Reciprocity is a common enough theme here at Neuromarketing. The concept of reciprocity suggests that giving someone something, or doing a favor for someone, establishes a subtle return obligation. An interesting study by German researcher Armin Falk showed that a bigger “gift” amplifies the reciprocity effect.
Falk’s study involved mailing 10,000 requests for charitable donations, divided into three groups. One group got just the letter requesting the donation, one group received the letter plus a free postcard and envelope (the “small gift”), and the last got a package containing four postcards and envelopes (the “large gift”).
The idea that sending a gift along with a charitable donation request boosts response is well-established, and the experiment bore this out: the small gift boosted donation totals by 17%. The recipients of the large gift, though, were even more generous: they donated 75% more than the no-gift group.
This experiment is significant in a couple of ways. First, it tested reciprocity in the real world, not in an academic setting with undergrad psych majors as subjects. Second, it demonstrated that the reciprocity effect is relative to the perceived size of the gift or favor, even when the variations are relatively minor.
Non-profit reciprocity strategy
Non-profits are well aware of the reciprocity effect, and use it to great advantage. Some use an approach nearly identical to the test, mailing unsolicited small gifts to boost donation rates. This research suggests that testing different gift values and types is important. Clearly, four cards had passed some kind of tipping point that spiked donations compared to a single card. But would two cards have done nearly as well? Would six cards have caused enough of an increase to justify the even higher cost? And what if the cards were of exceptional quality (and apparently higher value), or if the gift was something other than cards?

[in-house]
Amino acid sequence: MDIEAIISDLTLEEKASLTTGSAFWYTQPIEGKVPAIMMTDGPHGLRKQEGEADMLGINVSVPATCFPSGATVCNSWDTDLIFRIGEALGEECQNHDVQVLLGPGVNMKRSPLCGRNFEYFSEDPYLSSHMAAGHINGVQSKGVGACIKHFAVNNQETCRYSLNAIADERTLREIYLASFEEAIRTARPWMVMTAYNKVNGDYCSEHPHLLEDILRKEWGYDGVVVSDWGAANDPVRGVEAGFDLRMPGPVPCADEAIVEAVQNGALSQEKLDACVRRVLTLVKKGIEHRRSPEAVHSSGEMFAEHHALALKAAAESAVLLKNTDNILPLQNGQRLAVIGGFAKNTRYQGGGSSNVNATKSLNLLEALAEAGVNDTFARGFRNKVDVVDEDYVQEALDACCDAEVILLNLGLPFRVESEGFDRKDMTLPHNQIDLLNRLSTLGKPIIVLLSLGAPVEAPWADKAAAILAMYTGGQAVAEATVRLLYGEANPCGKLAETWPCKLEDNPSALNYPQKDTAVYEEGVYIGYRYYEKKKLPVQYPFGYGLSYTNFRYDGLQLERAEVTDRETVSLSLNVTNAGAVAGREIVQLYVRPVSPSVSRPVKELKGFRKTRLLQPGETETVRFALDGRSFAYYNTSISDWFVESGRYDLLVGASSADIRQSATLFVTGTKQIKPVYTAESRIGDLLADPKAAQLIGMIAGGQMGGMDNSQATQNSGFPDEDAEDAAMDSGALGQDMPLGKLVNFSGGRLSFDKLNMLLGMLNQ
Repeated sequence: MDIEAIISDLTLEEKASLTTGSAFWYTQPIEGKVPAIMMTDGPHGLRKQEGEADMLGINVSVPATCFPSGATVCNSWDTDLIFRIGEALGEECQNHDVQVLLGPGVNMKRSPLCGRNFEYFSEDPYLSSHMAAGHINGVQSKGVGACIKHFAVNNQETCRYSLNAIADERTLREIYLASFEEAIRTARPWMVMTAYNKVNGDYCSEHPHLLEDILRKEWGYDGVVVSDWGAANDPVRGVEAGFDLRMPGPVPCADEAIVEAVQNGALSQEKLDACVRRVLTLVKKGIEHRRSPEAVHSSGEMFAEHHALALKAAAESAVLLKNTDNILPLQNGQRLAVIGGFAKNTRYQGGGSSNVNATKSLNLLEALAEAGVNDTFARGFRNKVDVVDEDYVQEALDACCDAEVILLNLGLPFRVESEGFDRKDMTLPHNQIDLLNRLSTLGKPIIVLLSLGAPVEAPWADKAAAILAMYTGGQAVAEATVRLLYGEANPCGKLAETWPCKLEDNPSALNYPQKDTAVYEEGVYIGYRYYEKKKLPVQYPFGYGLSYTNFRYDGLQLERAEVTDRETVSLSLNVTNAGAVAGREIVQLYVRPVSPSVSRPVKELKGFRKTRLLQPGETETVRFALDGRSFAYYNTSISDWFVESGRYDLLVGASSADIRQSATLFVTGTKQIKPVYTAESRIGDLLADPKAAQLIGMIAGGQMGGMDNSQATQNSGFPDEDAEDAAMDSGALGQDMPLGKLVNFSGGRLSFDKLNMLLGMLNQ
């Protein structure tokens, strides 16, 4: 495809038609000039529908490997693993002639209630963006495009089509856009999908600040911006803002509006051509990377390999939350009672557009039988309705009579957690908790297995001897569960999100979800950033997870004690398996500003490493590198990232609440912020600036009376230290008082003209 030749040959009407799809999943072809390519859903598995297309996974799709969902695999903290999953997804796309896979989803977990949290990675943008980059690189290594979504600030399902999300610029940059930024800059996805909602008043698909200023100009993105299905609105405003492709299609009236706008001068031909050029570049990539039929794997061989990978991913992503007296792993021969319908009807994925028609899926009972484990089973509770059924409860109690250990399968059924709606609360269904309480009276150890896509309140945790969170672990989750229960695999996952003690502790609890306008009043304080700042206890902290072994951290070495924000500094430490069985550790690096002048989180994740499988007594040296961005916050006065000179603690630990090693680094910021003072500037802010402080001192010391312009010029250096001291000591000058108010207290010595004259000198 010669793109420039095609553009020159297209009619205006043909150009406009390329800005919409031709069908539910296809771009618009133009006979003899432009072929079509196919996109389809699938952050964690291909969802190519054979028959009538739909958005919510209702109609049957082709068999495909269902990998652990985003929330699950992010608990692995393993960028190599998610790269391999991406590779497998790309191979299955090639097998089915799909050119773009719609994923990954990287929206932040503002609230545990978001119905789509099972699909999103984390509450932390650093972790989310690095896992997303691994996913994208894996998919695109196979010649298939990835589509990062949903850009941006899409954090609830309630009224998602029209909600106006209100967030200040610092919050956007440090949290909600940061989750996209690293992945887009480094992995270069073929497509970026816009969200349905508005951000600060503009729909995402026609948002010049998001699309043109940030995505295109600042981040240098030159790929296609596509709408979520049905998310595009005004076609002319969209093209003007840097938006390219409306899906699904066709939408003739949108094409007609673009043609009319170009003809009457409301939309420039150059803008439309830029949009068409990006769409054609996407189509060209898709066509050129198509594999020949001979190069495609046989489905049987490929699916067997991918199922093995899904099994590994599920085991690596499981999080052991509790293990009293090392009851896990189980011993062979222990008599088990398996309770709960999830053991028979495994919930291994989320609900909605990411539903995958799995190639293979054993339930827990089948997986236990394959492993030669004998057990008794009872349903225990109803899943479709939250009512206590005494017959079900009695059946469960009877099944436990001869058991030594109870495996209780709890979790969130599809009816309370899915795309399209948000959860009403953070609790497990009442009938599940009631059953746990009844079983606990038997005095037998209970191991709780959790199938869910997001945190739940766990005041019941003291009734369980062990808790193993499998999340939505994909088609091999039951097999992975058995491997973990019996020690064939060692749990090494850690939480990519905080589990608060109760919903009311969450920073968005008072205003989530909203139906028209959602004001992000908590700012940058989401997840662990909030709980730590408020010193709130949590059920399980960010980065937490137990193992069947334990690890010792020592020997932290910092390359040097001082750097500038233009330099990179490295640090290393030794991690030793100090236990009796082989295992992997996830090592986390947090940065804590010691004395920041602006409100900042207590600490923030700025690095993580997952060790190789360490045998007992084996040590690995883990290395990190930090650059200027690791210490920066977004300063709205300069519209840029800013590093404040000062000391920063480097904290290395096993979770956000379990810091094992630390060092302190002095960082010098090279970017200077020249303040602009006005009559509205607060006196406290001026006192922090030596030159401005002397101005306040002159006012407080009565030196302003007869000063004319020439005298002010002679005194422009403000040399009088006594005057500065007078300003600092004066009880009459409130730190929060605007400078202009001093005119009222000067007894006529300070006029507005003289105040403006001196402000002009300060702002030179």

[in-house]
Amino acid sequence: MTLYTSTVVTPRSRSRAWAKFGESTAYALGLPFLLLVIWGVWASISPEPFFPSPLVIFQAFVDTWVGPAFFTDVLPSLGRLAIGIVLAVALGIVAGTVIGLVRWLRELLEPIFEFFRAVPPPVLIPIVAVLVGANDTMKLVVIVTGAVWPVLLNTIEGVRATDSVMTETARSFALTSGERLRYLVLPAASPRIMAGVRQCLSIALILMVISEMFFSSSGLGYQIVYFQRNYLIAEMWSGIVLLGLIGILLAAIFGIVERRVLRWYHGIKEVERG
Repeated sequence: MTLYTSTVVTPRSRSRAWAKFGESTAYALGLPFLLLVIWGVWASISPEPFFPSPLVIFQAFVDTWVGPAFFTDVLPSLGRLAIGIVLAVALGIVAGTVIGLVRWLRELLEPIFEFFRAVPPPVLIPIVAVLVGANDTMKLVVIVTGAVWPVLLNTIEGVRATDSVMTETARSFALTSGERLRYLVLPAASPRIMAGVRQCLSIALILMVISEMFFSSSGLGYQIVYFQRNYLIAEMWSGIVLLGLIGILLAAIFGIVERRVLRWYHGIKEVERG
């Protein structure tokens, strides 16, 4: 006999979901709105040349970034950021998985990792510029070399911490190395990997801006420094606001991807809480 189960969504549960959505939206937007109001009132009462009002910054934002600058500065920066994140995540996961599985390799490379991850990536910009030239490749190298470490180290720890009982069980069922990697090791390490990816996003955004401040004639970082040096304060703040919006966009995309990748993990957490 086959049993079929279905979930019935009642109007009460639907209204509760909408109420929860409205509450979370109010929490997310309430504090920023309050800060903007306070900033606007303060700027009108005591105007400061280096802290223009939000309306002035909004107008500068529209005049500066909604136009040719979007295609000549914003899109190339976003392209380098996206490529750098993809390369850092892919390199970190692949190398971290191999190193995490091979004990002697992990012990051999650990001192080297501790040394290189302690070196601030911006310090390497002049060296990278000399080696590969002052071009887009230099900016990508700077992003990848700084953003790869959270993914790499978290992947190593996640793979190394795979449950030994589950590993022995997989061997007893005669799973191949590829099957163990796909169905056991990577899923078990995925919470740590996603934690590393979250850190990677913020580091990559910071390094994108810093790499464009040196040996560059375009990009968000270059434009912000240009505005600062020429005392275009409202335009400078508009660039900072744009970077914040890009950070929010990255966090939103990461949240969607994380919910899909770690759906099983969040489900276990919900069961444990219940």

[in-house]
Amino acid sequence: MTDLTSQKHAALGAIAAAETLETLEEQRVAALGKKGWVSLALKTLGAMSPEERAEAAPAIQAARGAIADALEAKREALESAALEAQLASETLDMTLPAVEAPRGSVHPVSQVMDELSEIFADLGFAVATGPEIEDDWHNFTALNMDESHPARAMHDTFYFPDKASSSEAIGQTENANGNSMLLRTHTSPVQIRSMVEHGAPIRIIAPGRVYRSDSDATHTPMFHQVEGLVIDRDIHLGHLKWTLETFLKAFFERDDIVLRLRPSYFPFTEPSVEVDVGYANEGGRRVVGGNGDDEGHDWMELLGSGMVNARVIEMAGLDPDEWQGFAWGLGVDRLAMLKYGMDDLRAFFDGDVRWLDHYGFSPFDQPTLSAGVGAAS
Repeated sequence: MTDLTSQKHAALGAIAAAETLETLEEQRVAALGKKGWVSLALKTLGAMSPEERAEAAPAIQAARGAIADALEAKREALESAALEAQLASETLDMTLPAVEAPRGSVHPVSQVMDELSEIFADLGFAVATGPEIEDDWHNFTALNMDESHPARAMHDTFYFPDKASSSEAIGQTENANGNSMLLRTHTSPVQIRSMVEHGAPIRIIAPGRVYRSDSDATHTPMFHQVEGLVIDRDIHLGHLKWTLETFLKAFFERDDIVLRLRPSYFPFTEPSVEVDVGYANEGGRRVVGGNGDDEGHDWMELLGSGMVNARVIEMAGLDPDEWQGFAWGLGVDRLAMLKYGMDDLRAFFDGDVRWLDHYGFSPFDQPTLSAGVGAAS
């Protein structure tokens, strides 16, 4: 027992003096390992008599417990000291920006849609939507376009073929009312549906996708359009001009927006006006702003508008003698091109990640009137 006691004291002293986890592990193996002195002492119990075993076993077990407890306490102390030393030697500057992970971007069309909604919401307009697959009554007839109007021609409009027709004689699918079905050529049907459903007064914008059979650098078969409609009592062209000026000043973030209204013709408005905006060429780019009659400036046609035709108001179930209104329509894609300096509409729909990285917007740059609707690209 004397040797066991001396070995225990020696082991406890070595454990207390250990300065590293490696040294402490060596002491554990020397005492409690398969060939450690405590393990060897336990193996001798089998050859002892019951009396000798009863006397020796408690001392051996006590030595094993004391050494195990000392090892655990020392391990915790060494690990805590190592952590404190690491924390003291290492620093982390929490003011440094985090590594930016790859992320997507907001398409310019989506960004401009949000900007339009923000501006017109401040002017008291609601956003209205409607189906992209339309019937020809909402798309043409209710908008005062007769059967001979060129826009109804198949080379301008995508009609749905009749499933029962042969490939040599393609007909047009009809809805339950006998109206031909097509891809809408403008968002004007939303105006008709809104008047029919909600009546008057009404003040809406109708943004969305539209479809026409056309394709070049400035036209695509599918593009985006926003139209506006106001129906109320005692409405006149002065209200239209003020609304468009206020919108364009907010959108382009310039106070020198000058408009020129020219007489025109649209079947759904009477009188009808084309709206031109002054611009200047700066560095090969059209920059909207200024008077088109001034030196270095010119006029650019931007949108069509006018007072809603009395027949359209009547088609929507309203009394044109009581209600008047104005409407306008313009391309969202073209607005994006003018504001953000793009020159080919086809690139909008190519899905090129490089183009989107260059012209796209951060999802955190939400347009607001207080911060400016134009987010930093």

The great thing about direct mail is that it lends itself to testing. It’s easy to segment donor lists for different mailings and to track the response rate for each package. With a little investment in testing and gift options, a non-profit can determine if a bigger gift will boost the donation rate by more than enough to cover the added cost.
While businesses don’t send gifts to potential customers asking for donations, a reciprocity strategy can still work. (Conference “swag” is one example – give someone a t-shirt, and many will feel an obligation to listen to your pitch.) One business use of direct mail that is somewhat similar to Falk’s experiment is the “appointment request” letter often used in sales prospecting. The typical letter introduces the salesperson, mentions the business purpose (e.g., showing the customer how to save money on their insurance), perhaps mentions a reference, and suggests meeting in person. A business that uses this approach should try increasing their appointment-setting success with the inclusion of a small gift for the recipient. Not only will reciprocity kick in, but the mailing piece will stand out from the flood of other mail on the recipient’s desk.
The old saw says, “it’s better to give than receive.” The reciprocity effect might change this to, “it’s best to give, and then receive!”